All up, Australians are in hock to the tune of more than $1.4 trillion on housing. That’s a hell of a lot of debt just to keep the wind and rain out. Of that, more than half a trillion is on loan to property investors.
If you want an example of just how painful a property market crash could be, cast your minds back to 2007 when a meltdown firstly in the American and later the European property markets were the catalysts for the greatest ever crisis in global finance.
It would be a similar story here and once again, it would be taxpayers riding to the rescue.
So how about the slow, grinding house price slide? Unfortunately, that could be just as debilitating.
That’s because modern economies are completely geared to growth. At the micro level, profits, wages and taxes all ideally should steadily increase, feeding into a moderate inflation rate and modest rises in asset prices that feeds into an expanding economy.
When asset prices — like housing — slowly deflate over many years, investment freezes, confidence evaporates, consumers spend less, and the economy becomes moribund.
Think Japan. It’s been in almost a constant state of recession since the great 1980s real estate bubble began unwinding in the early 1990s.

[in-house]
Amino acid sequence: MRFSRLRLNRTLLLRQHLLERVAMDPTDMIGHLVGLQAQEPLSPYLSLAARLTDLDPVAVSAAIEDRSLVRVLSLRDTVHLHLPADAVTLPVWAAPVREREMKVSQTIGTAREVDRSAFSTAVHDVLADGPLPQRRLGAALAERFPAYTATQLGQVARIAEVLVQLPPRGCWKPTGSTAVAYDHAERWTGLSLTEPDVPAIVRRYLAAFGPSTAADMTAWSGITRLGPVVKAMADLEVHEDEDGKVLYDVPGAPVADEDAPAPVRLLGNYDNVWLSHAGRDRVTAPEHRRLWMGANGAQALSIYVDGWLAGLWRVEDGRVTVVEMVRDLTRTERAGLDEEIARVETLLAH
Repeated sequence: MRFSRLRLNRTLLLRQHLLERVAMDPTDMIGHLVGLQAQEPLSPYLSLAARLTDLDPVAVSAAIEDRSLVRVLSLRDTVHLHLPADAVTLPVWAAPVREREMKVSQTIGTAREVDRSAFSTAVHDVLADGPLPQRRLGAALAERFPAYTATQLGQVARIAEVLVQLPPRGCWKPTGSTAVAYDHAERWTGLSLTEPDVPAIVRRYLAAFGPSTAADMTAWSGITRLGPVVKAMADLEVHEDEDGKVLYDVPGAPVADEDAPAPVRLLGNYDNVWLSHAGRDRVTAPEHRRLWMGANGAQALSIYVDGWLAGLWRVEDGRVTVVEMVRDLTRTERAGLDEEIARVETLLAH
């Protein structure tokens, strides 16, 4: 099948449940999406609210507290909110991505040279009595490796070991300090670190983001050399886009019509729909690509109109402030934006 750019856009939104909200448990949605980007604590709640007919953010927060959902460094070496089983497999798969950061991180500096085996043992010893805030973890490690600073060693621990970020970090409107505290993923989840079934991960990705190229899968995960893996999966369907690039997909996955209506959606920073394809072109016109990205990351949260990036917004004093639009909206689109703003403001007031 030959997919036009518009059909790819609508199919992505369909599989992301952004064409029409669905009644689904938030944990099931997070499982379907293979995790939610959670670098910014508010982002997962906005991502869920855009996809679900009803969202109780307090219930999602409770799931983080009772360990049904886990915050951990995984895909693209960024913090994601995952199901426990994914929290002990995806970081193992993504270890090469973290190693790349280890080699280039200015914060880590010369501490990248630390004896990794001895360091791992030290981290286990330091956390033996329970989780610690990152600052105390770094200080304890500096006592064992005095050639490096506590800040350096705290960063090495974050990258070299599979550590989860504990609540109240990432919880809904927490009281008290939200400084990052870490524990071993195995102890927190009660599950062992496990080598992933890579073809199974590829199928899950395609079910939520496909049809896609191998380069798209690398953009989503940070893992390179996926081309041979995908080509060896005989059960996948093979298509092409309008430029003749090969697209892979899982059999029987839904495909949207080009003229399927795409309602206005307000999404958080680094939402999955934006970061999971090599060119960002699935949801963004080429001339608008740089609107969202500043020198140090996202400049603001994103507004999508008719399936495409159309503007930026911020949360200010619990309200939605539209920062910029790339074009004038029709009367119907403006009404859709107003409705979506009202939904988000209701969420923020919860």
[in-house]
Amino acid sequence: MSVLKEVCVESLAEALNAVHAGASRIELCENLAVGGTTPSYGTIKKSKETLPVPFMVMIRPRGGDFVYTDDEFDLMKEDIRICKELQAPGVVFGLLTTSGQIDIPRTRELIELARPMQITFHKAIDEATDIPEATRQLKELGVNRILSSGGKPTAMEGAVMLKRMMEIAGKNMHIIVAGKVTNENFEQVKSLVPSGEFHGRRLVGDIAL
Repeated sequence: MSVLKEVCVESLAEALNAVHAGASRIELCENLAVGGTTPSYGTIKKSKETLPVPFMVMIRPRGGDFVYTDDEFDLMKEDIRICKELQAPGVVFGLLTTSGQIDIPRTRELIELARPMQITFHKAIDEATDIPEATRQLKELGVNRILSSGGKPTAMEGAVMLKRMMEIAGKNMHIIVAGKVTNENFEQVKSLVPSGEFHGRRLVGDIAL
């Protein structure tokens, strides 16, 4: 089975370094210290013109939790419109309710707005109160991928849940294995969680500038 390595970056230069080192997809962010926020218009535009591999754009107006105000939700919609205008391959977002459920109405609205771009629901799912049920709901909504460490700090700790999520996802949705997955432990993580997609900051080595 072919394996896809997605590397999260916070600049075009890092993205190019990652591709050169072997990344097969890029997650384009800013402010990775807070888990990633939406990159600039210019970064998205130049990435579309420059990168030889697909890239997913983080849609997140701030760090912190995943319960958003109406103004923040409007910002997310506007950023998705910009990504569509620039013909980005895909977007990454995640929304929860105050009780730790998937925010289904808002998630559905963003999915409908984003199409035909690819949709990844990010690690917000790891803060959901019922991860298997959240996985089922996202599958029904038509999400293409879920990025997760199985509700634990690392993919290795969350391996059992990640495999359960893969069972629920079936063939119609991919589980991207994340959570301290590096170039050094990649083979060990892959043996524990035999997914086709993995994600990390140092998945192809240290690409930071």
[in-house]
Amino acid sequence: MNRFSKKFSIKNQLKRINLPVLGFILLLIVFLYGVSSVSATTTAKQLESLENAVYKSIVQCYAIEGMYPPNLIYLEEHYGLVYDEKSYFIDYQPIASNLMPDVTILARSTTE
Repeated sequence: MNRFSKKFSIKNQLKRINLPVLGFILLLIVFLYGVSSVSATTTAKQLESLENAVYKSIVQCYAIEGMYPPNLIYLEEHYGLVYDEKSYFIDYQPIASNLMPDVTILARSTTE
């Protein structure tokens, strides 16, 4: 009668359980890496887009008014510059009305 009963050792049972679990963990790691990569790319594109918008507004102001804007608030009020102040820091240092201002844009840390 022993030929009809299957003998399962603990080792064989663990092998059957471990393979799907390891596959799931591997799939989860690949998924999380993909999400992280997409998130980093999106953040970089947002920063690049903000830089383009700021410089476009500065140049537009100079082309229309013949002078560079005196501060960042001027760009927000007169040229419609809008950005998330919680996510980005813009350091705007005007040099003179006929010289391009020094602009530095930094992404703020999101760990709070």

And therein lies the problem with asset price bubbles. All that joy and exuberance on the way up comes with an equal dose of pain and hardship when it all unravels.
Governments and central banks will do almost anything to avoid a bubble bursting, which is why no-one is serious about housing affordability.
Australia’s obsession with real estate reflected in tax system
So how have we arrived here? Australian housing was already among the world’s most expensive before the Reserve Bank began hacking into interest rates in 2012.
But in the years since the financial crisis, Sydney and Melbourne real estate has almost doubled along with strong gains in most capitals.
Our obsession with property is reflected in our tax system.
The family home, now the biggest asset for most Australians, is tax free.
For investors, a punt on another dwelling allows you to reduce your income — and your annual income tax — and as an added bonus delivers the ultimate gift: a profit that’s taxed at half the rate your normal income attracts.
Despite what anyone tells you, the tax system bears a great deal of responsibility for our current predicament.
Investors have plunged into the housing market during the past five years and, in terms of new loans, have regularly accounted for around half the money lent for real estate.